There are three good reasons why experienced professional shareware developers are often able to release more consistent hits than less experienced amateurs. First, the pros have already plugged many of the holes in their system that are shared by all products, such as optimizing their web sites to sell, refining the ordering process, implementing a money-back guarantee, crafting a solid marketing plan, gaining excellent search engine placement, etc. So when a new product is released, it inherits the benefits of prior system-wide optimization work. Secondly, the pros can apply the wisdom gained from refining each previous product to any new release, so when they release a new product, they’ve already eliminated all the obvious sale-killers that still plague amateur developers. And thirdly, the pros have already internalized the attitude that the first release is just the beginning; thus, they expect to continue to refine the product and immediately start listening to user feedback to help them locate new holes that need to be plugged.
Having a successful product involves a lot more than just the product itself. Having a market for that product, and a plan to market it is important. Many of these factors also apply to open source projects. Even though many people seem to be annoyed at Marc Fleury’s bluster, I bet JBoss wouldn’t be nearly as successful if it weren’t for the constant marketing and improvements that they do. New Jakarta projects have an advantage over other open source projects, because Jakarta automatically brings in a lot of attention. But, that’s because Jakarta has been turning out useful products for a long time.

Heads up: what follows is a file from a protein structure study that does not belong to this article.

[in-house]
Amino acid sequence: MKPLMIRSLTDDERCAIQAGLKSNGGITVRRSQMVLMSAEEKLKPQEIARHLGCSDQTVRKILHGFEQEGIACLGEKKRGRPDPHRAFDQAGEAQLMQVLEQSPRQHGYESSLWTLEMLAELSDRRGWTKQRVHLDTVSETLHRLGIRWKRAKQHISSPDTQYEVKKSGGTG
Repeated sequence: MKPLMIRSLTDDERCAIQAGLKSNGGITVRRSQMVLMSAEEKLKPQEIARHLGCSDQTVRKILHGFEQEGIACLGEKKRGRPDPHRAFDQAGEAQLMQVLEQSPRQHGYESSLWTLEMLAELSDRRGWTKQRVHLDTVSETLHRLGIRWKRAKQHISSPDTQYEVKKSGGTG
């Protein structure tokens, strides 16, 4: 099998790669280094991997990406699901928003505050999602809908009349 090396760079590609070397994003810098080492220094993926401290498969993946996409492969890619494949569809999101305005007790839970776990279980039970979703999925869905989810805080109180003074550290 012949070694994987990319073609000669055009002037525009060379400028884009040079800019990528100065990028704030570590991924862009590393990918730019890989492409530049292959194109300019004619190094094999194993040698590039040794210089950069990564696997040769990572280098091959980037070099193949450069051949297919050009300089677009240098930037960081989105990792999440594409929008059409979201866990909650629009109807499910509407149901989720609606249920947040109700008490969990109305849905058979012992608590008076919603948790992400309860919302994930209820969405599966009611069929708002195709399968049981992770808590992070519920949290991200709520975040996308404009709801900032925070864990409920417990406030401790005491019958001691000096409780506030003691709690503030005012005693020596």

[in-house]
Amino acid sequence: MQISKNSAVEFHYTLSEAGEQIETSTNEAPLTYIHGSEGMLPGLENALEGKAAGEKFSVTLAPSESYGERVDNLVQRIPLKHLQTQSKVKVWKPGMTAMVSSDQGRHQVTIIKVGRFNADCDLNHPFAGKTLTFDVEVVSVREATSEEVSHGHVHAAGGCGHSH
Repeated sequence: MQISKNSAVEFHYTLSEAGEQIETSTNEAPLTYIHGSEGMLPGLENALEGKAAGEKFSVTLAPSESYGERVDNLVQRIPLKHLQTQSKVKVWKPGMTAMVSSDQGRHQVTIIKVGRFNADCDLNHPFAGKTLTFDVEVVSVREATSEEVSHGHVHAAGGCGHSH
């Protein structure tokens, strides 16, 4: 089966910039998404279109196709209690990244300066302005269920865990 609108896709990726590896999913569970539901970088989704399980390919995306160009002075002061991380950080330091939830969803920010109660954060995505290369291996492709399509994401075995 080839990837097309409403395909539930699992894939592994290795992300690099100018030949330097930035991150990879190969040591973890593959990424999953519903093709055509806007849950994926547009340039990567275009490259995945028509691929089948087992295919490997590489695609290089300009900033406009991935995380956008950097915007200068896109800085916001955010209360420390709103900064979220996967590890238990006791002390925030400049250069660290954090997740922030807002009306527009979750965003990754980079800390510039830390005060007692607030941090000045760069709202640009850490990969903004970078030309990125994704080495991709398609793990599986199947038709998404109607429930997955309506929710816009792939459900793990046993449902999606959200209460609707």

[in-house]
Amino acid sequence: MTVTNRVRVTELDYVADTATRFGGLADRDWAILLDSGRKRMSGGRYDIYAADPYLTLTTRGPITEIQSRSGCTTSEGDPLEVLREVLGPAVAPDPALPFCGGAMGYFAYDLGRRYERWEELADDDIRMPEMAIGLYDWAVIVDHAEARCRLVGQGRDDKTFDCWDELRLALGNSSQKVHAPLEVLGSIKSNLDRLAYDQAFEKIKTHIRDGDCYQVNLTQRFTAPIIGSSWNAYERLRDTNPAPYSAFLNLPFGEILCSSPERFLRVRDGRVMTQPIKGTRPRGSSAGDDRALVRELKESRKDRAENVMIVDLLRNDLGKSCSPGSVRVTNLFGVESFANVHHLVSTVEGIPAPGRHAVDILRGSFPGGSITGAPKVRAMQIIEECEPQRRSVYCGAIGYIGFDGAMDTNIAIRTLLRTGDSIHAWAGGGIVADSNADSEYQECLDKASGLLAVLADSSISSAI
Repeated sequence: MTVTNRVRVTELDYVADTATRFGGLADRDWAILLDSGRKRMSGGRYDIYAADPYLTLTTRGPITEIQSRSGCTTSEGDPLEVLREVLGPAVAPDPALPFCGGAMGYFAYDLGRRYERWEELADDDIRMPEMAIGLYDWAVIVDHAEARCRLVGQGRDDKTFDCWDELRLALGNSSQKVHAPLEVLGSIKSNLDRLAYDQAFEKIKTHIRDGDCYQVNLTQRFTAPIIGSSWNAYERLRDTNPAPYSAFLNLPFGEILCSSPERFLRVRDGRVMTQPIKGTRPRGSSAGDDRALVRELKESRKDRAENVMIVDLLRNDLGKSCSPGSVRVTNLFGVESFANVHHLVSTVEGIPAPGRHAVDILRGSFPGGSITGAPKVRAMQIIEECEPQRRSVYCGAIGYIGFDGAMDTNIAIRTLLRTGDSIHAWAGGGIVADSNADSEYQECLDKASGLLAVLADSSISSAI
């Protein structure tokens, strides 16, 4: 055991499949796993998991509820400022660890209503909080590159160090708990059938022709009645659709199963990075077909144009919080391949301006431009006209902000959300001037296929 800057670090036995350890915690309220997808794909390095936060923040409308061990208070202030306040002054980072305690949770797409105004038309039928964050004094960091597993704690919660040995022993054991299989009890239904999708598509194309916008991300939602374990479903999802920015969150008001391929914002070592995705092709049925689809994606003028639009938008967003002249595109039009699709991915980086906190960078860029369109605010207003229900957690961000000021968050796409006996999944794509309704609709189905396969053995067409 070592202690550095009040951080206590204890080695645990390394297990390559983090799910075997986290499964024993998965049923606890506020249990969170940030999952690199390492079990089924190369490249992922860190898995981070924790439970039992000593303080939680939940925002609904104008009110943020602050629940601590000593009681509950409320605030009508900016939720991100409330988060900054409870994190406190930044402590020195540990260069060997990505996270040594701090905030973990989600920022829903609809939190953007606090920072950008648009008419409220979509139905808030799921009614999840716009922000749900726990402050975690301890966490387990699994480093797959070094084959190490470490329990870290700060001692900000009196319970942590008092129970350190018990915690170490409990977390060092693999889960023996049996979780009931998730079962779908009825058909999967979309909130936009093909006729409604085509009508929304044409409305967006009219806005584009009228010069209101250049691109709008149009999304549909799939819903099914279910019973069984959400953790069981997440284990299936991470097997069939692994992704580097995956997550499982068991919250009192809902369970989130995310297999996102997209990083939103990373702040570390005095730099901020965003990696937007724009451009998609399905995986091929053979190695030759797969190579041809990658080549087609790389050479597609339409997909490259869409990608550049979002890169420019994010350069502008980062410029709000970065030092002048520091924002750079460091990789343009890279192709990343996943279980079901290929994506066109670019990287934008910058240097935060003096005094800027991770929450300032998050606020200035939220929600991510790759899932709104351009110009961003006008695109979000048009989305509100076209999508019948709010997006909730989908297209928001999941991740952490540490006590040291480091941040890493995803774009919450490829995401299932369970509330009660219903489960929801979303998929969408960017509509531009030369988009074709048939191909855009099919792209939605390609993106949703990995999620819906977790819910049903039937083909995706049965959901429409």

Over on ::Manageability:: is a great set of pointers to the action in Java microkernels, with the following prediction:
This leads me to another fearless forecast. The combination of Aspect Oriented Programming and Microkernel Architectures will lead to the extinction of the current monolithic J2EE containers that we’ve known and loved (or despised?) so well.
I betcha he’s right.
Java Developer’s Journal has a new article about JavaServer Faces. In short:
In this article, we will survey the various Java Web development frameworks that are popular today and then take an in-depth look into the JavaServer Faces (JSF) technology.
The “survey of frameworks” didn’t say a whole lot and doesn’t draw comparisons between JSF and the open source frameworks. But the article was a good intro to JSF for the uninitiated, like myself.
When it comes to frameworks that we base applications on, I’m very wary if the source is not available. The source may be available for JSF as part of the Java Web Services Developer Pack, but I did notice that the license does not allow redistribution of the JSF package. So, don’t go trying to sell a JSF app!